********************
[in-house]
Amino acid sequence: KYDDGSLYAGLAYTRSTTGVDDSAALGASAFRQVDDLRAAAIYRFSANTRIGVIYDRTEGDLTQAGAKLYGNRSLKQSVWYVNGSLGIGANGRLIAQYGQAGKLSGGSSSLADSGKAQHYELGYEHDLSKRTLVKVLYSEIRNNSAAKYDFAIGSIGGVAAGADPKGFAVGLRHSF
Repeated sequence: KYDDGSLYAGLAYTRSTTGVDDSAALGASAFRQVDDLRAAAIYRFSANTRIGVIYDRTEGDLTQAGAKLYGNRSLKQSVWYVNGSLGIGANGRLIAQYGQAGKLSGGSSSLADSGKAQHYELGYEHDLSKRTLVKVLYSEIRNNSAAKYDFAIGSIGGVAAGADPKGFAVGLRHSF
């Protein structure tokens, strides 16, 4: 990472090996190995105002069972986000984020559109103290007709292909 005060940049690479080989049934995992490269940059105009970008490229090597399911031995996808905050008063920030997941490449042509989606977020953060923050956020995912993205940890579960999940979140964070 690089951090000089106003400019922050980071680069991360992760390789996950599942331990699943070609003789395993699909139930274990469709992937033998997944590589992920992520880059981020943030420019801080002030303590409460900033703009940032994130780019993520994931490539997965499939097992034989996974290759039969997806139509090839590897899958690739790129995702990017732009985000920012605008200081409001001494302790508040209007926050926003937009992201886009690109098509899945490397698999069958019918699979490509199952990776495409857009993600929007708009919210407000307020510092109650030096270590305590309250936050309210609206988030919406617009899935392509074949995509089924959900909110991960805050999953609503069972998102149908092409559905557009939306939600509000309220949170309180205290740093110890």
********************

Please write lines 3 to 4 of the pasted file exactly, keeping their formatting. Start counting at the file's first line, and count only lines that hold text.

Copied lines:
Repeated sequence: KYDDGSLYAGLAYTRSTTGVDDSAALGASAFRQVDDLRAAAIYRFSANTRIGVIYDRTEGDLTQAGAKLYGNRSLKQSVWYVNGSLGIGANGRLIAQYGQAGKLSGGSSSLADSGKAQHYELGYEHDLSKRTLVKVLYSEIRNNSAAKYDFAIGSIGGVAAGADPKGFAVGLRHSF
């Protein structure tokens, strides 16, 4: 990472090996190995105002069972986000984020559109103290007709292909 005060940049690479080989049934995992490269940059105009970008490229090597399911031995996808905050008063920030997941490449042509989606977020953060923050956020995912993205940890579960999940979140964070 690089951090000089106003400019922050980071680069991360992760390789996950599942331990699943070609003789395993699909139930274990469709992937033998997944590589992920992520880059981020943030420019801080002030303590409460900033703009940032994130780019993520994931490539997965499939097992034989996974290759039969997806139509090839590897899958690739790129995702990017732009985000920012605008200081409001001494302790508040209007926050926003937009992201886009690109098509899945490397698999069958019918699979490509199952990776495409857009993600929007708009919210407000307020510092109650030096270590305590309250936050309210609206988030919406617009899935392509074949995509089924959900909110991960805050999953609503069972998102149908092409559905557009939306939600509000309220949170309180205290740093110890």